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Why would anyone buy clad proof set?

Don’t you think it is about time for the U.S. Mint to abolish its clad proof sets?

I do.

Silver proof sets containing 90-percent  silver examples of dimes, quarters and half dollars have been produced by the U.S. Mint since 1992.

With the option of buying the silver set, why does anyone buy the clad set?

Price, of course, is one reason. The clad set presently costs $31.95. The silver set costs $53.95. The silver set goes for a 69 percent premium.

I expect some collectors might believe they cannot afford the more costly set.

However, there is almost 1.34 ounces of precious metal in the silver set. At the present market price, that works out to roughly $26.63 in silver value alone.

That and the face value of the other coins can act as a floor on its value should the worst happen. If silver doubles in price, the sets are likely to rise in price with it.

This is something that the sorry record of clad proof sets can’t match. They can fall in value and fall hard. The clad proof set of 2007 presently trades at $17. What do you think will happen to the value of the clad proof set that you pay $31.95 for presently?

Yup.

Silver content does not guarantee that proof sets will rise in value. But it helps. Issue price of the 2007 silver proof set was $44.95. It is currently valued at $49.50. It has the same number of coins as the 2013 set.

That won’t make you rich, but it is a way better deal than the clad set offers.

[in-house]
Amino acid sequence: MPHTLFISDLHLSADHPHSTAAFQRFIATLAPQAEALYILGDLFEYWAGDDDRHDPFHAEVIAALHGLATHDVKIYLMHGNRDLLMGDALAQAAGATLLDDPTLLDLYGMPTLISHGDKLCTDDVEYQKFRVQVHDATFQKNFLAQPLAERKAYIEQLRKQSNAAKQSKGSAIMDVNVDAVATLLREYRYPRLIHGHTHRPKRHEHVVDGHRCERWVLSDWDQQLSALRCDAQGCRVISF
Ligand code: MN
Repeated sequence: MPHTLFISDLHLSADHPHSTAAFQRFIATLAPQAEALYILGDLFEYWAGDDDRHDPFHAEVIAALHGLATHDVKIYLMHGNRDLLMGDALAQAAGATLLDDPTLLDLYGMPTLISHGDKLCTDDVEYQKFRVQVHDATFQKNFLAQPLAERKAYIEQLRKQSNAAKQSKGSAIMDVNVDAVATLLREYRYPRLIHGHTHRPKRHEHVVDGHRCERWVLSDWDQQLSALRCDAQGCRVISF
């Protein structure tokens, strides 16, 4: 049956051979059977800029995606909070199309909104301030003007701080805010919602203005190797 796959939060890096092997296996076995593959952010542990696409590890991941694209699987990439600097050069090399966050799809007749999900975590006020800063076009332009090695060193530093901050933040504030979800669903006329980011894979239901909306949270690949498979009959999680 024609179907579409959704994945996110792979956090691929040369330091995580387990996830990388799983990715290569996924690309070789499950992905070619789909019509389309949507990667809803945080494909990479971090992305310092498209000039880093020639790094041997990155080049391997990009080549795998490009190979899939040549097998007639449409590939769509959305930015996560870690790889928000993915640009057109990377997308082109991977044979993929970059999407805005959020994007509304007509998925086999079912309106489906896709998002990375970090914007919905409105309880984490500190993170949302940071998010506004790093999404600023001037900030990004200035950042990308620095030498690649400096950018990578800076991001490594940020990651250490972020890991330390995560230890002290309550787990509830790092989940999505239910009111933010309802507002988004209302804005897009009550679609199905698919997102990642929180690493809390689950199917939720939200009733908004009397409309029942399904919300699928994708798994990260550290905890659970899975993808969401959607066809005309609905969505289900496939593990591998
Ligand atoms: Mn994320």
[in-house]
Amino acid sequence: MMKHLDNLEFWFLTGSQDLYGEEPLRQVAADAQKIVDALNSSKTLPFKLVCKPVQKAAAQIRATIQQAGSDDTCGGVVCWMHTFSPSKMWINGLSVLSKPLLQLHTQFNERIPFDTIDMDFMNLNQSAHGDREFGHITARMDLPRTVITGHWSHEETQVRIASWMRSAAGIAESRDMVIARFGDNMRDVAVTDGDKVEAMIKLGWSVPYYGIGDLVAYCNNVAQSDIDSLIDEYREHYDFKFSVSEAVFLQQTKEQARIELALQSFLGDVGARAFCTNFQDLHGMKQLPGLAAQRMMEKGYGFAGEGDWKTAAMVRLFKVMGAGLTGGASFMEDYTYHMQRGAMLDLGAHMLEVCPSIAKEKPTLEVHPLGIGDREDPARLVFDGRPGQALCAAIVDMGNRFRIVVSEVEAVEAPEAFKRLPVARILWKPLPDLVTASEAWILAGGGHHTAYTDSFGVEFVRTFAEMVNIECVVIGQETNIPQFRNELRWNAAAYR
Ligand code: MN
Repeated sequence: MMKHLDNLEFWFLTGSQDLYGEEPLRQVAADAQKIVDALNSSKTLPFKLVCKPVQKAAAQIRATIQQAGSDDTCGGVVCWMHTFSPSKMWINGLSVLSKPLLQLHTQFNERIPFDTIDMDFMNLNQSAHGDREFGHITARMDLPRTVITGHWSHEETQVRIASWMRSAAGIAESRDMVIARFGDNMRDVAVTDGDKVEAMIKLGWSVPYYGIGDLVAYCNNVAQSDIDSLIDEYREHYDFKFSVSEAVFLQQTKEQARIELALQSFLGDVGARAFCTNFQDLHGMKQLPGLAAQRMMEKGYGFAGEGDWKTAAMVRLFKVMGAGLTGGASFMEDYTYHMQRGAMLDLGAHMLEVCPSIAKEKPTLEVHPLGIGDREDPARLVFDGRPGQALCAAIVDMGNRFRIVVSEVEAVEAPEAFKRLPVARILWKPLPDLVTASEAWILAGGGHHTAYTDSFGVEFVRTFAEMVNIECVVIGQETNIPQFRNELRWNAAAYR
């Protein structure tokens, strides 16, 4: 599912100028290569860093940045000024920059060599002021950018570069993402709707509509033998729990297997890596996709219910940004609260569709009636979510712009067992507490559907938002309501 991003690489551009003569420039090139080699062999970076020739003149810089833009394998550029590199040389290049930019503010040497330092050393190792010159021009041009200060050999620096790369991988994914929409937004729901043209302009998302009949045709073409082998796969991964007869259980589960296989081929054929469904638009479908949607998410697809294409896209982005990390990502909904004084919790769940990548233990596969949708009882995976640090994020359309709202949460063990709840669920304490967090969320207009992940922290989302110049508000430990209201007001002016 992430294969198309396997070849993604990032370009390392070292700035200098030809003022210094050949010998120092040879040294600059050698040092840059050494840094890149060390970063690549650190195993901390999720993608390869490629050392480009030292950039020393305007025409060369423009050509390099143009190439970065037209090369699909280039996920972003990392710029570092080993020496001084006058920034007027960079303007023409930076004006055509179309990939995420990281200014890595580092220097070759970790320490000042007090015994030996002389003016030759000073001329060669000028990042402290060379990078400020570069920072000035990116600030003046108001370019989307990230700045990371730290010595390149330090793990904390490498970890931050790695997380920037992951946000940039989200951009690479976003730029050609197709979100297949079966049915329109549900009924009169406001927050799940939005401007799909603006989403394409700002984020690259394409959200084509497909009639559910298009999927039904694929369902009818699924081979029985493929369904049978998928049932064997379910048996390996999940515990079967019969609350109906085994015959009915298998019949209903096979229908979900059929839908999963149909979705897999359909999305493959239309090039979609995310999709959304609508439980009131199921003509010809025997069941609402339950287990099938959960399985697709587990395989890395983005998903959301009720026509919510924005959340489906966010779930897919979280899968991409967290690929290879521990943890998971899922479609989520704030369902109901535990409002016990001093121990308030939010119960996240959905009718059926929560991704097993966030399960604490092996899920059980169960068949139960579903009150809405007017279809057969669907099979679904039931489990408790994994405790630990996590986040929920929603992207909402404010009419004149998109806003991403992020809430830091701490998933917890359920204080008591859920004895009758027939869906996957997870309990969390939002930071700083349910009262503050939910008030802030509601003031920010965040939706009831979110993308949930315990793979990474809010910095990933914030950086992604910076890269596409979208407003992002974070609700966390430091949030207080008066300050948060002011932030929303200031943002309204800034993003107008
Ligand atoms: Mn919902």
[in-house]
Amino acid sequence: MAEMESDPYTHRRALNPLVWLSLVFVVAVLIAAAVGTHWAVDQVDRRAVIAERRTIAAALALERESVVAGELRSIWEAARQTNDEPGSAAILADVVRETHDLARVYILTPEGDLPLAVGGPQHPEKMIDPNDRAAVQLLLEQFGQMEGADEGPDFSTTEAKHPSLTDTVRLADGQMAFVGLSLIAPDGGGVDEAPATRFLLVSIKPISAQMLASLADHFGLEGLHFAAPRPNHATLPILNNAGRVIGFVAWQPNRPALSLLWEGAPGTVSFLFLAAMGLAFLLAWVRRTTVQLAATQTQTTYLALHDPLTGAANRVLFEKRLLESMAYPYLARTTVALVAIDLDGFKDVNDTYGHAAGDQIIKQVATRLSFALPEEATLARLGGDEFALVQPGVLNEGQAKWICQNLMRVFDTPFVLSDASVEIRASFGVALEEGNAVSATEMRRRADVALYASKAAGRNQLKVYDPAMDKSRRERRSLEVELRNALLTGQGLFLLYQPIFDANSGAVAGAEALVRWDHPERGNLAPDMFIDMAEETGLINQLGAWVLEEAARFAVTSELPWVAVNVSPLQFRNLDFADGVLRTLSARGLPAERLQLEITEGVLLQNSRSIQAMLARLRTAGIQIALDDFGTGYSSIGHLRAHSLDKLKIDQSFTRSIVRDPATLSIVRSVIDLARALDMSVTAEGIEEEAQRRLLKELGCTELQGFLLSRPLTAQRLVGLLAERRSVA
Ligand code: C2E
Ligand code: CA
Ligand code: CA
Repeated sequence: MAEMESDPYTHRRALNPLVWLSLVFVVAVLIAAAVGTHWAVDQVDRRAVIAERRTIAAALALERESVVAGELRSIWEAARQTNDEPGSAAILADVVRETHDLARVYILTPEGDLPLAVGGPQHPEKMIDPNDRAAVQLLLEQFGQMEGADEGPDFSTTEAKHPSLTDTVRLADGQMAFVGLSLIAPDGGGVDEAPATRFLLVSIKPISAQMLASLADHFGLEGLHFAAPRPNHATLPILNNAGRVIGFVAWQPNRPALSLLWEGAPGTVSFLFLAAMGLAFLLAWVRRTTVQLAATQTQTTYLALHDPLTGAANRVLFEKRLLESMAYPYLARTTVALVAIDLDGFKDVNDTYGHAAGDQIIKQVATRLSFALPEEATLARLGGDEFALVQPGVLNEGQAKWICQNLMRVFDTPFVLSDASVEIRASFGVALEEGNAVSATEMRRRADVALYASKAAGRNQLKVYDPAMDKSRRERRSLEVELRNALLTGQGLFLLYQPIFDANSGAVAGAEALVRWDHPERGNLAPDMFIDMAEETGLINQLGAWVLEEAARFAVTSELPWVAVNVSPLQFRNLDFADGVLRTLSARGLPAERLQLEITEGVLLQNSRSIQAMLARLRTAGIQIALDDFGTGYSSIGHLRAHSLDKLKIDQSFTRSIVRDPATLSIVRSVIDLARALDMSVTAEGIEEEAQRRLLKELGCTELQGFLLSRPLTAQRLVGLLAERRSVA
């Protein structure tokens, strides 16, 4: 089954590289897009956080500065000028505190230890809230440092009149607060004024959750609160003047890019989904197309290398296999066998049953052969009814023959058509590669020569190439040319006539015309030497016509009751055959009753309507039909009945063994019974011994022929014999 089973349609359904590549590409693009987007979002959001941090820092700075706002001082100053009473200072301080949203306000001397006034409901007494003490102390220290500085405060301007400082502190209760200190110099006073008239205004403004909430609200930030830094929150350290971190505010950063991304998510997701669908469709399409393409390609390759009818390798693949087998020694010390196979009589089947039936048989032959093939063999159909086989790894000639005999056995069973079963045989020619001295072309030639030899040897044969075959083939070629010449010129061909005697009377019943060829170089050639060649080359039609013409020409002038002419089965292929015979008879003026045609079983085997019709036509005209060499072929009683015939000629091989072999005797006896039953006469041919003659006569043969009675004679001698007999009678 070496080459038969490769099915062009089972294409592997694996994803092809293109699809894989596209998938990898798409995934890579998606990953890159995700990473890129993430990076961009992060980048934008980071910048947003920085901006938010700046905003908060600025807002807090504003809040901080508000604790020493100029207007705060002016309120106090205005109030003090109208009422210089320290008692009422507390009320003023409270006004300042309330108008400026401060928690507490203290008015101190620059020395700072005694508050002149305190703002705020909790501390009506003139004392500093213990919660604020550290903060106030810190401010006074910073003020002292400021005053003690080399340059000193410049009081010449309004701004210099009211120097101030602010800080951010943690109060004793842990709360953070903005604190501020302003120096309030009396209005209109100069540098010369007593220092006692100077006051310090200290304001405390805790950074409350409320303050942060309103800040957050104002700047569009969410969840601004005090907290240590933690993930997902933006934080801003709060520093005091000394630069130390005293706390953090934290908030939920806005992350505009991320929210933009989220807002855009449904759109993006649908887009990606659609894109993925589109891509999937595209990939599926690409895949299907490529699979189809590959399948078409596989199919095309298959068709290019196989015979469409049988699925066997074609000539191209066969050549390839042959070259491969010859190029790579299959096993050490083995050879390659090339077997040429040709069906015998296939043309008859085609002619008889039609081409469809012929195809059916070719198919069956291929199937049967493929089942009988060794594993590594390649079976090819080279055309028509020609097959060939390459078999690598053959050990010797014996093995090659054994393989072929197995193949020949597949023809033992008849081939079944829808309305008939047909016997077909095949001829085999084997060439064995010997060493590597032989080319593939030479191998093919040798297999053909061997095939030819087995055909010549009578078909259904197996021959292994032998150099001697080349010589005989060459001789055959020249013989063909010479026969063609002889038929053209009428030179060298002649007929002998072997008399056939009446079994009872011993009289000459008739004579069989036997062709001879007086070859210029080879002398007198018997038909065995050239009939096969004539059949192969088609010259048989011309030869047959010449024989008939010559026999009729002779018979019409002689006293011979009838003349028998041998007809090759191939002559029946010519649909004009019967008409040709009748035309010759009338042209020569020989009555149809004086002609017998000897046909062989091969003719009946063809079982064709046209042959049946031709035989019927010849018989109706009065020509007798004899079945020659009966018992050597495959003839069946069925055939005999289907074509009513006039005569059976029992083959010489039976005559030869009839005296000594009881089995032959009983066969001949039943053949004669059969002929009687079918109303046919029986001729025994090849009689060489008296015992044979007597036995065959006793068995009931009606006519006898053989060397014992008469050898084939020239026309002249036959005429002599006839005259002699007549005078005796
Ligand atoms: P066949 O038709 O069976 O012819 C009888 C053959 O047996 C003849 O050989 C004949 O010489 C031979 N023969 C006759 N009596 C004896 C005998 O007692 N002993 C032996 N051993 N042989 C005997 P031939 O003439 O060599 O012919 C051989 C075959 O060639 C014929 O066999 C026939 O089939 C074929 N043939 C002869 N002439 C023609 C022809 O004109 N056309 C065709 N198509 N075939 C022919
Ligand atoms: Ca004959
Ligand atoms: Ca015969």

None of this accounts for collectors’ appreciation of the beauty of silver, or their historic attachment to the metal.

If you look at mintage numbers of the clad set and the silver set in the very first year of 1992, you see 2.6 million clad sets and 1 million silver sets.

In 2013 the respective numbers are approximately 760,000 and 406,000.

That means clad proof set demand has tumbled by roughly 71 percent while the demand for the silver set has fallen by 59 percent. Of course, sales of both are not yet finished, and the differences will narrow a bit.

The silver proof set’s decline in numbers is somewhat less than clad’s decline. You would think that the difference would be greater.

Old habits apparently do die hard. Or are we collectively just being dense?

Buzz blogger Dave Harper is winner of the 2013 Numismatic Literary Guild Award for Best Blog and is editor of the weekly newspaper “Numismatic News.”

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One Response to Why would anyone buy clad proof set?

  1. n9jig says:

    If you are collecting COINS then you would buy the Clad set. They are representative of actual coins as used in commerce. Silver sets are pretty nice but it has been over 40 years since any silver was used in circulating coins, this tends to make these legal tender tokens more so than actual coins. Silver Eagles and the various gold and platinum issues are also not coins in the truest sense, but rather a cool way to possess precious metals.

    Proofs were originally intended to represent circulation coins as a first strike. It wasn’t until later that they were minted separately and in sets like we have now. Proofs should be more of a best strike of circulation coins than the separate issue they are now.

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